A not-so-long time ago in a city far, far away, a succesful physician and an attorney from Austin, Texa, a private couple we'll refer to as Deborah and Michael, started shopping for real estate in Vail. The Colorado natives—they met as students at the University of Colorado—were looking for an escape from the oppressive summer heat of their adopted hometown, a retreat where they could relax in the cool alpine air when they weren’t outside biking, fishing, or exploring. Add a 17-year-old son, a 23-year-old daughter, and a passel of friends and extended family to this equation, and purchasing a typical cramped vacation condo did not compute. Which is why, when Michael in 2009 noticed a listing for a modest, New England–style duplex cottage on the banks of Gore Creek on Forest Road, he didn’t include it on the couple’s list of must-see properties.
"It met none of our criteria,” Michael recalls. “It was way too small. It was expensive—at the upper end of our price limit. But on a whim I asked the real estate agent to drive by the house. I took one look at the location—how close it was to the creek, how connected it was to the heart of the resort—and I loved it immediately, even though I was standing in this 1980s home that hadn’t been touched in decades.”
And as it happens, Deborah and Michael have what you might call a thing for remodeling. They had fairly recently transformed their dated Austin bungalow into an award-winning showcase of sustainable architecture and contemporary craftsmanship. Following that example, they purchased and overhauled the Vail duplex, nearly doubling the home’s square footage (taking it from three bedrooms to five and from two stories to four) and giving it a futuristic face-lift, with results that won the National Association of the Remodeling Industry’s 2013 Contractor of the Year award for remodel excellence.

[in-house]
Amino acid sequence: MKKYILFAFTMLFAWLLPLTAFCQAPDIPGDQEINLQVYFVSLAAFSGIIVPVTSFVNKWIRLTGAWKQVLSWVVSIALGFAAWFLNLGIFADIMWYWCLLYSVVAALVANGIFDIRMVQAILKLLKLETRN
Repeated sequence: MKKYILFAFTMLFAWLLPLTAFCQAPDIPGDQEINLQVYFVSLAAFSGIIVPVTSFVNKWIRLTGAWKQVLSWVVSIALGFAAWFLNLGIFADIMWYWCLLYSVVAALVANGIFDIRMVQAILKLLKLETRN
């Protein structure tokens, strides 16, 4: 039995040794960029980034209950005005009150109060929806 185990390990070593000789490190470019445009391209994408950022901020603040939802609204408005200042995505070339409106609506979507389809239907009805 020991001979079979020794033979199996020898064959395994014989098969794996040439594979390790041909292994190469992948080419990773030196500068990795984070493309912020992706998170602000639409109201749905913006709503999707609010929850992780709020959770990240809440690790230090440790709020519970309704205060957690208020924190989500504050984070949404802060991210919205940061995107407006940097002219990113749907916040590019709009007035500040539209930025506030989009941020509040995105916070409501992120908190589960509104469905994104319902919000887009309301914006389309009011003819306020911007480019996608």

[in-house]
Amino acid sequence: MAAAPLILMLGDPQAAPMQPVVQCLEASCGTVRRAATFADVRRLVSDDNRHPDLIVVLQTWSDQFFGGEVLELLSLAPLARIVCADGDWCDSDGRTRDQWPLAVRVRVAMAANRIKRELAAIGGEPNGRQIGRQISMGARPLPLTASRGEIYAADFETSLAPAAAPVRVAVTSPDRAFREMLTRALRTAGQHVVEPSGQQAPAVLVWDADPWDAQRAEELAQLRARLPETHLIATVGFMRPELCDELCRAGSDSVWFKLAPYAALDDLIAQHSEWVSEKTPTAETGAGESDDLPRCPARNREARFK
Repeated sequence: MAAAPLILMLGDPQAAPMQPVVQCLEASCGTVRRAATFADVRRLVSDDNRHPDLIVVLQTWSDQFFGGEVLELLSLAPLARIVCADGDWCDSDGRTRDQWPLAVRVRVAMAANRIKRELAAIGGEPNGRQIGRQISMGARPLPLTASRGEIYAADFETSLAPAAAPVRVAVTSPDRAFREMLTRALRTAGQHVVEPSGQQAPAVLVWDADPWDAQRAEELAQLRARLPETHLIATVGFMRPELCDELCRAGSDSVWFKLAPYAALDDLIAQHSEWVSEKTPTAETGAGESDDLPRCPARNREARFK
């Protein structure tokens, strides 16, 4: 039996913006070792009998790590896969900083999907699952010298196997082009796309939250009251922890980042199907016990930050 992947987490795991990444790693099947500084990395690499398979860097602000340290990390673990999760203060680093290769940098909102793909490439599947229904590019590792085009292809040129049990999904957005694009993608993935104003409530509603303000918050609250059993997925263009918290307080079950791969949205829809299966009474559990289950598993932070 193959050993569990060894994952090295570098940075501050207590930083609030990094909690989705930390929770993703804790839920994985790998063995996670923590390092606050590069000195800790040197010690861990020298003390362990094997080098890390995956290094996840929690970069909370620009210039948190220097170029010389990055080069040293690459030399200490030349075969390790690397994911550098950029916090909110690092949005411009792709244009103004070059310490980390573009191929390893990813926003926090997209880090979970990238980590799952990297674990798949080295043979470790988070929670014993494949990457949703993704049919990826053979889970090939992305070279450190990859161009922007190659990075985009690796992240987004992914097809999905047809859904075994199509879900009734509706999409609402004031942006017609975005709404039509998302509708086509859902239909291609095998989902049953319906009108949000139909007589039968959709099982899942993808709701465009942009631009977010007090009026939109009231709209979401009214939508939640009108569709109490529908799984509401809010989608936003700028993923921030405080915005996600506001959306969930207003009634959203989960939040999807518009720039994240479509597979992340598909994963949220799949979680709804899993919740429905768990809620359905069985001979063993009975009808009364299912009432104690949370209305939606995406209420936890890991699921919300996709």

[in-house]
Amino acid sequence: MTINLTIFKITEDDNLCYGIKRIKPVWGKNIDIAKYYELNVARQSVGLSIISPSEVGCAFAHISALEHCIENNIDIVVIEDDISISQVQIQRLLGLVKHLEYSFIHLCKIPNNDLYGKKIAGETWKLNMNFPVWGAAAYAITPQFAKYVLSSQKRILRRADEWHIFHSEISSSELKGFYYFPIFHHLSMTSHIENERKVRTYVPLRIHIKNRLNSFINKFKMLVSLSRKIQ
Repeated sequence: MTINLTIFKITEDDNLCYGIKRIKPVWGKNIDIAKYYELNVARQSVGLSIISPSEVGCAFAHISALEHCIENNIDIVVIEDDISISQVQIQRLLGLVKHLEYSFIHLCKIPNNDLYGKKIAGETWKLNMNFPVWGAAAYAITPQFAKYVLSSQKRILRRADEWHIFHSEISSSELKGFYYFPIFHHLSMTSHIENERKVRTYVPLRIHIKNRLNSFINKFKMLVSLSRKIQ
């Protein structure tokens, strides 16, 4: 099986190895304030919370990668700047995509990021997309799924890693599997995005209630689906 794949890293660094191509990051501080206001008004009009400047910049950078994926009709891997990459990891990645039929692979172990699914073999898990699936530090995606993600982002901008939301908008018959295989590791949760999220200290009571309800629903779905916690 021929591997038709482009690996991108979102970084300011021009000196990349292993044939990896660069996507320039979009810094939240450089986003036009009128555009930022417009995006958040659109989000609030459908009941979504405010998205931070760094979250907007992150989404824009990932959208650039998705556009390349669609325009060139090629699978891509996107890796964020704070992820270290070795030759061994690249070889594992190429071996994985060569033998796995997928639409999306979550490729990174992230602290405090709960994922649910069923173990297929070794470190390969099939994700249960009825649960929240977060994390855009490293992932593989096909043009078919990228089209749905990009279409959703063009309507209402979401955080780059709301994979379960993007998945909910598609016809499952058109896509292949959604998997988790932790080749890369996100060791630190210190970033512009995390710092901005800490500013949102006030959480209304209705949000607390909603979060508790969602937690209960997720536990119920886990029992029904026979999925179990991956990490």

Which is quite an achievement, given that an Extreme Makeover–worthy project wasn’t in the original plan whatsoever.
“Initially we started out just to improve the property by adding one bedroom,” Deborah explains. “It was a three-bedroom house with a boy’s room and a girl’s room. We didn’t have any room to invite any other adults. Our goal was to carve out some attic space that would offer a master bedroom. Then we thought it was more cost-effective to maximize what we could on the footprint of the home.”
The Town of Vail’s strict building codes did not make the task easy. As they began to explore the possibility of remaking the frumpy 1980s home in the image of their postmodern masterpiece in Austin, the couple was prohibited from expanding it outside of the existing footprint or changing the exterior in any substantial way. Undaunted, they met with architect Beth Levine, who drew up plans that called for a master suite in the attic, an extra guest bedroom and spacious modern kitchen on the main floor, and a subterranean addition that would include a guest bedroom, a media room, and two bathrooms. Excavation began in October 2010, when a work crew arrived with heavy equipment, stabilized the home’s foundation, and began digging into the frozen earth of the crawl space, a labor-intensive, meticulous process called underpinning.
“Excavating below the home was a challenge,” says senior project manager Tom Solawetz of Beck Building Company, the project’s contracting firm. “It is comparable to working in a mine. The total height of the crawl space was three and a half feet; we dug a ramp down and cut out a space so we could get in. We’d excavate a section, pour a wall, then pour another section. It was complicated. We had to be careful.”